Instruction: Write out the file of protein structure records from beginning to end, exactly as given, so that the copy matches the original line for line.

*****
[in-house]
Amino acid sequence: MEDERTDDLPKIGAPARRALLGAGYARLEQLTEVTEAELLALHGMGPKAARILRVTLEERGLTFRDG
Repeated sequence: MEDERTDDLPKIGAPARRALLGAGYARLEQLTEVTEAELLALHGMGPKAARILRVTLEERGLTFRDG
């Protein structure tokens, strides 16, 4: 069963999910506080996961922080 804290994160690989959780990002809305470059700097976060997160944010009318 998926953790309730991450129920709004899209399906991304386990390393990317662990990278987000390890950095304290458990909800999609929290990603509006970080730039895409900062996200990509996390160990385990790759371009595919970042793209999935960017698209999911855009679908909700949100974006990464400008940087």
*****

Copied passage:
[in-house]
Amino acid sequence: MEDERTDDLPKIGAPARRALLGAGYARLEQLTEVTEAELLALHGMGPKAARILRVTLEERGLTFRDG
Repeated sequence: MEDERTDDLPKIGAPARRALLGAGYARLEQLTEVTEAELLALHGMGPKAARILRVTLEERGLTFRDG
């Protein structure tokens, strides 16, 4: 069963999910506080996961922080 804290994160690989959780990002809305470059700097976060997160944010009318 998926953790309730991450129920709004899209399906991304386990390393990317662990990278987000390890950095304290458990909800999609929290990603509006970080730039895409900062996200990509996390160990385990790759371009595919970042793209999935960017698209999911855009679908909700949100974006990464400008940087």